My granddaughter, Payton, will be celebrating her third birthday early in March. Lots of kids celebrate their third birthday, but with Payton, each birthday is so special. Payton was a micro-preemie - just 1 pound 14 ounces, born at 27 weeks. We all have seen pictures of tiny preemies, but until you see one in person, you just don't realize how small they actually are. Payton was in the NICU for almost three months, and came home just before her actual due date. At eleven weeks old, she weighed a whopping 5 pounds.
She had an easy time of it in the NICU, compared to some. And miraculously, she doesn't seem to have any of the issues that preemie-children sometimes do. She isn't blind or deaf; she is so incredibly smart it is scary; she doesn't have heart or intestinal issues. It is just so amazing, and this is what makes each and every one of her birthdays such an event.
Payton loves to play dress up - she is ALL girl! Her mom and dad bought her a couple of "princess dresses" at Toys-r-Us for Christmas. They complained that these dresses were so flimsy and Payton has just worn them to shreds. Enter Grammy!
I spent most of Saturday and all of Sunday making Payton a princess dress for her birthday. With the help of a McCalls pattern (5371), this is the result. The whole thing is machine washable and dryable - important for something you want a 3-year-old to actually be able to wear! What just floored me is that in this tiny dress (it's only 30 inches long), there is nearly 43.5 square feet of material! I guess I didn't need to make the skirt quite so full! I spent a bit extra and bought better quality cotton and cotton blends so that this one will last. My daughter-in-law saw it and exclaimed "I want one!"
Have a great evening everyone!
Monday, February 23, 2015
Sunday, February 22, 2015
I’m a quilter, among other things, and I quilt by hand. And when I do a show, I invariably at least once get told, “that’s not how you do it.” This is typically followed by, “your stitches are too big/not all the same size,” or “you’re supposed to use all the same color thread,” or "you’re supposed to work in a repeating and regular pattern.” Okay… these statements are all correct in a traditional quilt, but that doesn’t make what I do wrong!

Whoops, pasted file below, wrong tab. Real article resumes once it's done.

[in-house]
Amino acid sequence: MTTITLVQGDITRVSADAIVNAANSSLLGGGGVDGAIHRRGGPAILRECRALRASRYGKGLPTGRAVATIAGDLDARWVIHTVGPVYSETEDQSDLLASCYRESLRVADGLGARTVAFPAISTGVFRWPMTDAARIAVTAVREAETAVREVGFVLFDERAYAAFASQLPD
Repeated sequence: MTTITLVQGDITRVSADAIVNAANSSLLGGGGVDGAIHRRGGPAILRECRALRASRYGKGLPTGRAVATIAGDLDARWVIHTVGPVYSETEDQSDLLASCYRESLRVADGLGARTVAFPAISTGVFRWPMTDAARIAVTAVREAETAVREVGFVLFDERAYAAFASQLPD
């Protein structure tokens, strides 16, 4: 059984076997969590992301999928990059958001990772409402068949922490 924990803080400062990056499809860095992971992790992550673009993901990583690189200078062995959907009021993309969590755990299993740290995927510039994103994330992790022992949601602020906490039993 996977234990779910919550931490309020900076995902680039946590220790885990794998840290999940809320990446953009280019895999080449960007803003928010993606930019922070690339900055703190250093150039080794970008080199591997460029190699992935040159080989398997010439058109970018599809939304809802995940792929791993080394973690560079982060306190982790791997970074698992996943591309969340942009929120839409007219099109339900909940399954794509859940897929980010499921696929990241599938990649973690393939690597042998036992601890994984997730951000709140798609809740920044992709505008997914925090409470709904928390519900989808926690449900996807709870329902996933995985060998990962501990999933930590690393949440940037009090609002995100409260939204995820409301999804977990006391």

Here is a picture of all of my tools and various threads resting on the quilt I just finished. Using the dark green in the tan areas would show up too much, and vice versa. Some of the curves are really small, while others flow gracefully. Quilting in a fixed pattern doesn’t work on my quilts…. What’s the point of having the whole thing flat?
The whole functional purpose of quilting at all is to stabilize several layers; the back, the batting and the face. But I’m not much on simply being functional, and I found long ago that if I quilt the way I do now, I can bring up details and give my quilts an almost three-dimensional feel. Hand-quilting my quilts is certainly tedious and is the most time-consuming thing I do on any quilt. But, it’s also the part I love the most… it’s when I see my quilts come alive. Earth contours and bushes suddenly appear where there was once just scraps of fabric. How cool is that?!!
|For more pictures, information or to purchase this quilt, click HERE|
The answer that is always in my head when I am told, “That’s not the way you do it,” is emphatically, “That is EXACTLY the way that I do it!” But I don’t say it; I smile politely and let them tell me what I’m doing wrong. Then, again, I wear a huge grin when the next customer comes up and hands me a credit card to purchase that same quilt.